Professor Jacob Sherkow has co-authored a paper, "The Antibody Paradox," with Mark A. Lemley (Stanford Law). The paper is now available for download on SSRN, and will be published in the Yale Law Journal. The abstract follows:
Antibodies constitute a staggering $145 billion annual market—an amount projected to almost double by 2026. Consequently, patents covering antibodies are among the most valuable in the patent system. But antibody patents are being struck down left and right, victims of the Federal Circuit’s recent shift to strengthen two doctrinal areas of patent law—enablement and the written description requirement. For each, the Federal Circuit has heightened requirements that patentees disclose or teach how to make and use the “full scope” of their inventions.
There are good reasons to be skeptical of the Federal Circuit’s attack on genus claims in chemistry generally. But it seems to be a particular problem for antibodies. Applying the Federal Circuit’s reinvigorated written description and enablement requirements to antibodies and their chemical structure fits poorly with the science underlying the molecules themselves. Immune receptor production—a semi-random and galactically expansive process—produces antibodies that are startingly different in both structure and function. There is no way to genus claims to antibodies that satisfy the court’s current tests. The science simply doesn’t allow it. At the same time, this change in the Federal Circuit’s jurisprudence is a legitimate reaction to some of the problems with the long-standing (and long-permitted) practice of claiming antibodies in functional terms. Functional claiming can lead to overbroad patents that stifle future innovation, as it has done in the software industries. Perhaps the Federal Circuit is wary of a similar result in biotechnology.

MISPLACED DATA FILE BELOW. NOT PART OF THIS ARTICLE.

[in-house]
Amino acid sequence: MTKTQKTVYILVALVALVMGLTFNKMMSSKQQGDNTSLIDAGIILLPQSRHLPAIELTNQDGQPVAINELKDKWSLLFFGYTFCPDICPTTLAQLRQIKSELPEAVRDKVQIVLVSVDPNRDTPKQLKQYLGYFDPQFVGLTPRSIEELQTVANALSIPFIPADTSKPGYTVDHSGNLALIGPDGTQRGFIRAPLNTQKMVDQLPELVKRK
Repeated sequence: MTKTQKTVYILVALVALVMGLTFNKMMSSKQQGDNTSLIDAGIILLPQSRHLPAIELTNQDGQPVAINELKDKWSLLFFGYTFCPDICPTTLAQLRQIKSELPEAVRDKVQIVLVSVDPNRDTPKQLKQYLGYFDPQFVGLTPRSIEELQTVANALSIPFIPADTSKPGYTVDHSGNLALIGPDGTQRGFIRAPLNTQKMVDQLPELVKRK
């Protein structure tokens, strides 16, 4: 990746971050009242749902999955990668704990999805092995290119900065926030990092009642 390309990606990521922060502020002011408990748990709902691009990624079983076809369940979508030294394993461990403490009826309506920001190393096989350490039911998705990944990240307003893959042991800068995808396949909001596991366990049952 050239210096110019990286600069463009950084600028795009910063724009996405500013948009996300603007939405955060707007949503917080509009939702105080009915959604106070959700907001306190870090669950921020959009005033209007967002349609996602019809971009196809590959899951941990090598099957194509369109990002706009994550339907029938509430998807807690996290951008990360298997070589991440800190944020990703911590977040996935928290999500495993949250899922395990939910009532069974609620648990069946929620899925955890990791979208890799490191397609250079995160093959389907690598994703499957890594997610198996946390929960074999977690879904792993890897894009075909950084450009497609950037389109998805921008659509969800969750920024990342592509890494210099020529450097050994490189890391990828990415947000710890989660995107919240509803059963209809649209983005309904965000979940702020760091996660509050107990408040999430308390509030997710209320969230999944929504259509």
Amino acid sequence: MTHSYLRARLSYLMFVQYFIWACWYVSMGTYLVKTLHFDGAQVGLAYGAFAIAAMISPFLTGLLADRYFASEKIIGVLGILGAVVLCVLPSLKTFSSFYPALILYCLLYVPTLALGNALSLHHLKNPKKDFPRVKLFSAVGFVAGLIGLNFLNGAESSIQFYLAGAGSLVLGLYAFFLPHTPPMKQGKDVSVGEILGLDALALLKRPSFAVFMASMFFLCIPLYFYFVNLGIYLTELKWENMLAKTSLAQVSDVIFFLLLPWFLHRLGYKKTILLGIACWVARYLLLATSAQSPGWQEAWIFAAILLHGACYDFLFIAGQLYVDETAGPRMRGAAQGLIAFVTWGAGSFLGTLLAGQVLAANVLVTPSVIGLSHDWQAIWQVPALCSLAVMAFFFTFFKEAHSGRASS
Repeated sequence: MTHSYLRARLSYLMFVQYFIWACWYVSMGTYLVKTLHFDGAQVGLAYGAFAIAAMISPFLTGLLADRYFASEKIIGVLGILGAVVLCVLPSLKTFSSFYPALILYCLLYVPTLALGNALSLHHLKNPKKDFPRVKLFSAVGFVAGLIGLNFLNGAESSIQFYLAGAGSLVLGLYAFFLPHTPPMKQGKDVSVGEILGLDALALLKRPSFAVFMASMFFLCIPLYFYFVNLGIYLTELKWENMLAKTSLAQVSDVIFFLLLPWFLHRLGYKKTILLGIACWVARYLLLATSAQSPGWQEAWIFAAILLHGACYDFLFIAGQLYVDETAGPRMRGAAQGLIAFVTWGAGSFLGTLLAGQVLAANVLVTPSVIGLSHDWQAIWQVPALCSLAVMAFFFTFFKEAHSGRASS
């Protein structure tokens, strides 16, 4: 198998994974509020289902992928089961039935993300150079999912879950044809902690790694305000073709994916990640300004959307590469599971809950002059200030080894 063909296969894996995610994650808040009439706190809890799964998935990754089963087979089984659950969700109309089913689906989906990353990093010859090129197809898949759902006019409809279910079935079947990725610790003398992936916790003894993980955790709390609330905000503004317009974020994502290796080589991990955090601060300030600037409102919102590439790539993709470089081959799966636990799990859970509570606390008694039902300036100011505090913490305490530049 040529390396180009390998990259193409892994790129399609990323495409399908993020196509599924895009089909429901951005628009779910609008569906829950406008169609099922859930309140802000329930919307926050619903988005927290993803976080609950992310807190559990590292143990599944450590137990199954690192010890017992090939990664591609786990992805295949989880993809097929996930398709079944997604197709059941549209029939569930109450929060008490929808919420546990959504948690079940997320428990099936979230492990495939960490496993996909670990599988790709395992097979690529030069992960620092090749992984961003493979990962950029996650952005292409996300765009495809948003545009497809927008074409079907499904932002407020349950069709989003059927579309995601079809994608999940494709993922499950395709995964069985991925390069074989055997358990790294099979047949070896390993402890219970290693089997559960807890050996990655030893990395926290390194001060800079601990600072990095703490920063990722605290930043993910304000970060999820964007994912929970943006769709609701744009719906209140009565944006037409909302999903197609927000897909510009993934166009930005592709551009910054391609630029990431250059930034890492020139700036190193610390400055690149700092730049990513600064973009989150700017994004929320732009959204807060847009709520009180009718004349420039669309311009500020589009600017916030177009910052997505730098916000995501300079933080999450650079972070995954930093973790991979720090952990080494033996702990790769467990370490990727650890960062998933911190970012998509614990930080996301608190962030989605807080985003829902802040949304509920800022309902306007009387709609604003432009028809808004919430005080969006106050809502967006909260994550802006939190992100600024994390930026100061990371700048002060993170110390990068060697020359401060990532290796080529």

Fortunately, we think there is a middle ground—a new (or, really, quite old) form of patent claim drafting that gives inventors effective control over true substitutes without giving them the power to block real improvements: means-plus-function claims and infringement by the equivalents. Those doctrines limit patentees to claiming only the specific structural features of antibodies they both possessed and described, but also entitle them to assert their patents against antibodies with equivalent functions but different structural characteristics. If the economics of intellectual property center on balancing a need for protection beyond the literal invention and allowing improvements, this seems a step in the right—or, at least doctrinally permissible and economically sensible—direction.
Whether patentees go for such a solution remains to be seen. Recent empirical evidence on antibody claims has yet to document such a shift. Patent attorneys may need to get over their historical reluctance in writing their claims in such a fashion. Our solution won’t give patentees everything they want. But they just might find it gives them what they need.
Read the full paper at ssrn.com.